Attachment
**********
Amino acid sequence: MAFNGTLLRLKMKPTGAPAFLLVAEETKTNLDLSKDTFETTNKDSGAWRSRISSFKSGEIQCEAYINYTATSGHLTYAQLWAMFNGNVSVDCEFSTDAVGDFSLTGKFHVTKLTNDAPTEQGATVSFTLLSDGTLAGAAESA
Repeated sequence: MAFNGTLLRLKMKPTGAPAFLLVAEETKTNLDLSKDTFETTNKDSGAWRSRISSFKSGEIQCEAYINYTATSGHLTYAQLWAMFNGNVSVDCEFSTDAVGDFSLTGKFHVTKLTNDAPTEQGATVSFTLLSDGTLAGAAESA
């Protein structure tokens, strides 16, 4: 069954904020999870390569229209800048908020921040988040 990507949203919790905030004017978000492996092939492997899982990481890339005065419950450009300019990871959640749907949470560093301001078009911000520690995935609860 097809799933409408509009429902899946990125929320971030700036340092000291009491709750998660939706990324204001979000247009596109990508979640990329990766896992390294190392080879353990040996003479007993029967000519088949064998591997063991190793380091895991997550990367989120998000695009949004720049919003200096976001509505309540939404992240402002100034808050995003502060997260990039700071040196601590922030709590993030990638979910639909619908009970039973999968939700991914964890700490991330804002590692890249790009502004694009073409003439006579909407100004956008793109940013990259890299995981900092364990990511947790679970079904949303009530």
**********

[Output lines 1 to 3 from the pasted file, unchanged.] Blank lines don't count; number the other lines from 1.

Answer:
Amino acid sequence: MAFNGTLLRLKMKPTGAPAFLLVAEETKTNLDLSKDTFETTNKDSGAWRSRISSFKSGEIQCEAYINYTATSGHLTYAQLWAMFNGNVSVDCEFSTDAVGDFSLTGKFHVTKLTNDAPTEQGATVSFTLLSDGTLAGAAESA
Repeated sequence: MAFNGTLLRLKMKPTGAPAFLLVAEETKTNLDLSKDTFETTNKDSGAWRSRISSFKSGEIQCEAYINYTATSGHLTYAQLWAMFNGNVSVDCEFSTDAVGDFSLTGKFHVTKLTNDAPTEQGATVSFTLLSDGTLAGAAESA
């Protein structure tokens, strides 16, 4: 069954904020999870390569229209800048908020921040988040 990507949203919790905030004017978000492996092939492997899982990481890339005065419950450009300019990871959640749907949470560093301001078009911000520690995935609860 097809799933409408509009429902899946990125929320971030700036340092000291009491709750998660939706990324204001979000247009596109990508979640990329990766896992390294190392080879353990040996003479007993029967000519088949064998591997063991190793380091895991997550990367989120998000695009949004720049919003200096976001509505309540939404992240402002100034808050995003502060997260990039700071040196601590922030709590993030990638979910639909619908009970039973999968939700991914964890700490991330804002590692890249790009502004694009073409003439006579909407100004956008793109940013990259890299995981900092364990990511947790679970079904949303009530």